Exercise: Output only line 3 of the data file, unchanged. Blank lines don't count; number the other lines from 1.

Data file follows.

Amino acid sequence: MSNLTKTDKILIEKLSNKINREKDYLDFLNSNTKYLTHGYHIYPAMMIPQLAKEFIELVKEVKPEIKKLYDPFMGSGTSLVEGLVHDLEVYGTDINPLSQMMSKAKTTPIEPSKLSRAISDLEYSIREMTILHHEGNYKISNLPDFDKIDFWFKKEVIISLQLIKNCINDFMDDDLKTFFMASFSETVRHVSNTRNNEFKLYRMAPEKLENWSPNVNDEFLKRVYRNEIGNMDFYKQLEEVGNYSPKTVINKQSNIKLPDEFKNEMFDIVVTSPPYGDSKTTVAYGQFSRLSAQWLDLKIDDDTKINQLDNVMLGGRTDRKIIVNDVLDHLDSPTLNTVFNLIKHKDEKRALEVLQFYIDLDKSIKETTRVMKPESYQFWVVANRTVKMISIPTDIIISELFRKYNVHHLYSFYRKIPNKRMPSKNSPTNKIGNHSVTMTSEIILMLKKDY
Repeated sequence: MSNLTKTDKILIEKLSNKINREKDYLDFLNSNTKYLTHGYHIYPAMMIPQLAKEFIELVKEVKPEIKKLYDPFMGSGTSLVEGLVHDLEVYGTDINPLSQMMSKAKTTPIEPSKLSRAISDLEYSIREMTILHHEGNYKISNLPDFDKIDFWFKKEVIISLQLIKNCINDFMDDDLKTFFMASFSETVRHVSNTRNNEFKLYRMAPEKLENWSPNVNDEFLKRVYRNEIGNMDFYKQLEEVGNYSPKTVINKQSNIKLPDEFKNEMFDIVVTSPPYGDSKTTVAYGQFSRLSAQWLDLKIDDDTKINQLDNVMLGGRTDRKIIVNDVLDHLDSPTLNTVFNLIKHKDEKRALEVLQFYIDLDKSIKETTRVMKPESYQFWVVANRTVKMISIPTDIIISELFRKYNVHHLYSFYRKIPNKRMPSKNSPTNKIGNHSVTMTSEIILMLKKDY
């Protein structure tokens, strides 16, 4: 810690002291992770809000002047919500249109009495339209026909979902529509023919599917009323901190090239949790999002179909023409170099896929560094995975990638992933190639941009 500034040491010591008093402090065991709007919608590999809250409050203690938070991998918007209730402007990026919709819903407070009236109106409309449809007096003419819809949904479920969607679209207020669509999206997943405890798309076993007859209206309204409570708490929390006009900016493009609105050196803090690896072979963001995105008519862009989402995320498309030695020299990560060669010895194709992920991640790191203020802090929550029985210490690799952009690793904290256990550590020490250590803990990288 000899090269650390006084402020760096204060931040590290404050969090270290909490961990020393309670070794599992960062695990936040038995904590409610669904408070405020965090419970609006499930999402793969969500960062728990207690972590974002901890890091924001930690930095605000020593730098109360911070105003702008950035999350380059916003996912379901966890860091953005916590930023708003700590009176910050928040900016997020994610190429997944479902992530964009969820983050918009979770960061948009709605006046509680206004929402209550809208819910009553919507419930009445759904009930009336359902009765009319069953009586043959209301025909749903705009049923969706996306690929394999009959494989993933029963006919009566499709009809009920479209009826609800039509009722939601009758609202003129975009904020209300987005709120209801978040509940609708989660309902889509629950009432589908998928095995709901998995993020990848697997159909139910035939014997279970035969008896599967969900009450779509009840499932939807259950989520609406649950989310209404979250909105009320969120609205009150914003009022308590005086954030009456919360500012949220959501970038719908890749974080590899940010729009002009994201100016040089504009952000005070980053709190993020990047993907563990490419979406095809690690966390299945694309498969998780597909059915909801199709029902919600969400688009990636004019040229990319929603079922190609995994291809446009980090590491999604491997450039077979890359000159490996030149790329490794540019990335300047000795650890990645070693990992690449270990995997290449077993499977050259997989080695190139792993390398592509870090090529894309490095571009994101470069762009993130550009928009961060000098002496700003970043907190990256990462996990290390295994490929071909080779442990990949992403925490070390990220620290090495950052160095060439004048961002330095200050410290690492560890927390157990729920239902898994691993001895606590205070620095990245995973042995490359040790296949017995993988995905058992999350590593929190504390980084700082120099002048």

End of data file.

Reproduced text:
């Protein structure tokens, strides 16, 4: 810690002291992770809000002047919500249109009495339209026909979902529509023919599917009323901190090239949790999002179909023409170099896929560094995975990638992933190639941009 500034040491010591008093402090065991709007919608590999809250409050203690938070991998918007209730402007990026919709819903407070009236109106409309449809007096003419819809949904479920969607679209207020669509999206997943405890798309076993007859209206309204409570708490929390006009900016493009609105050196803090690896072979963001995105008519862009989402995320498309030695020299990560060669010895194709992920991640790191203020802090929550029985210490690799952009690793904290256990550590020490250590803990990288 000899090269650390006084402020760096204060931040590290404050969090270290909490961990020393309670070794599992960062695990936040038995904590409610669904408070405020965090419970609006499930999402793969969500960062728990207690972590974002901890890091924001930690930095605000020593730098109360911070105003702008950035999350380059916003996912379901966890860091953005916590930023708003700590009176910050928040900016997020994610190429997944479902992530964009969820983050918009979770960061948009709605006046509680206004929402209550809208819910009553919507419930009445759904009930009336359902009765009319069953009586043959209301025909749903705009049923969706996306690929394999009959494989993933029963006919009566499709009809009920479209009826609800039509009722939601009758609202003129975009904020209300987005709120209801978040509940609708989660309902889509629950009432589908998928095995709901998995993020990848697997159909139910035939014997279970035969008896599967969900009450779509009840499932939807259950989520609406649950989310209404979250909105009320969120609205009150914003009022308590005086954030009456919360500012949220959501970038719908890749974080590899940010729009002009994201100016040089504009952000005070980053709190993020990047993907563990490419979406095809690690966390299945694309498969998780597909059915909801199709029902919600969400688009990636004019040229990319929603079922190609995994291809446009980090590491999604491997450039077979890359000159490996030149790329490794540019990335300047000795650890990645070693990992690449270990995997290449077993499977050259997989080695190139792993390398592509870090090529894309490095571009994101470069762009993130550009928009961060000098002496700003970043907190990256990462996990290390295994490929071909080779442990990949992403925490070390990220620290090495950052160095060439004048961002330095200050410290690492560890927390157990729920239902898994691993001895606590205070620095990245995973042995490359040790296949017995993988995905058992999350590593929190504390980084700082120099002048």